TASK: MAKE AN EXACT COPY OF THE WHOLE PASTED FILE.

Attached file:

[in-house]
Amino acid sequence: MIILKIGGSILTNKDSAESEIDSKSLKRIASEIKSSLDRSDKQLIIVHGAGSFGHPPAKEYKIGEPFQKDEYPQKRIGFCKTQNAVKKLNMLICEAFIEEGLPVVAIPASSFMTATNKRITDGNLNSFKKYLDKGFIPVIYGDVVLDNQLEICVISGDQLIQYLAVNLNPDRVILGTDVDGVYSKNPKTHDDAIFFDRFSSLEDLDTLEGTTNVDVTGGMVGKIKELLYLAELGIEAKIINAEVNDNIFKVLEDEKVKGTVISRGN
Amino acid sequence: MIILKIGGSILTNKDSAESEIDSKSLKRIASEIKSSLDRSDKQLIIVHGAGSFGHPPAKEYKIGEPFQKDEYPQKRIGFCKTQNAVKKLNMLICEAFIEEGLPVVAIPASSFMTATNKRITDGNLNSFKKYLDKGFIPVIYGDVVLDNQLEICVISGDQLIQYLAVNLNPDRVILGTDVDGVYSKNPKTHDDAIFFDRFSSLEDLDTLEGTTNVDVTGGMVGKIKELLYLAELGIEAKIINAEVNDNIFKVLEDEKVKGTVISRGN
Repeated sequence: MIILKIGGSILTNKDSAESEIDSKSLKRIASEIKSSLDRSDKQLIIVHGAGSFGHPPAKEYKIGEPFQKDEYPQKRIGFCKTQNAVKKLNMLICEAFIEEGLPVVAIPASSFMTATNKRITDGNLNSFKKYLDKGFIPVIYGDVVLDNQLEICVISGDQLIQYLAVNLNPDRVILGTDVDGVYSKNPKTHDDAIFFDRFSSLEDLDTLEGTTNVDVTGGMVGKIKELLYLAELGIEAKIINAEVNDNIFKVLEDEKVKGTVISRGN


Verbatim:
[in-house]
Amino acid sequence: MIILKIGGSILTNKDSAESEIDSKSLKRIASEIKSSLDRSDKQLIIVHGAGSFGHPPAKEYKIGEPFQKDEYPQKRIGFCKTQNAVKKLNMLICEAFIEEGLPVVAIPASSFMTATNKRITDGNLNSFKKYLDKGFIPVIYGDVVLDNQLEICVISGDQLIQYLAVNLNPDRVILGTDVDGVYSKNPKTHDDAIFFDRFSSLEDLDTLEGTTNVDVTGGMVGKIKELLYLAELGIEAKIINAEVNDNIFKVLEDEKVKGTVISRGN
Amino acid sequence: MIILKIGGSILTNKDSAESEIDSKSLKRIASEIKSSLDRSDKQLIIVHGAGSFGHPPAKEYKIGEPFQKDEYPQKRIGFCKTQNAVKKLNMLICEAFIEEGLPVVAIPASSFMTATNKRITDGNLNSFKKYLDKGFIPVIYGDVVLDNQLEICVISGDQLIQYLAVNLNPDRVILGTDVDGVYSKNPKTHDDAIFFDRFSSLEDLDTLEGTTNVDVTGGMVGKIKELLYLAELGIEAKIINAEVNDNIFKVLEDEKVKGTVISRGN
Repeated sequence: MIILKIGGSILTNKDSAESEIDSKSLKRIASEIKSSLDRSDKQLIIVHGAGSFGHPPAKEYKIGEPFQKDEYPQKRIGFCKTQNAVKKLNMLICEAFIEEGLPVVAIPASSFMTATNKRITDGNLNSFKKYLDKGFIPVIYGDVVLDNQLEICVISGDQLIQYLAVNLNPDRVILGTDVDGVYSKNPKTHDDAIFFDRFSSLEDLDTLEGTTNVDVTGGMVGKIKELLYLAELGIEAKIINAEVNDNIFKVLEDEKVKGTVISRGN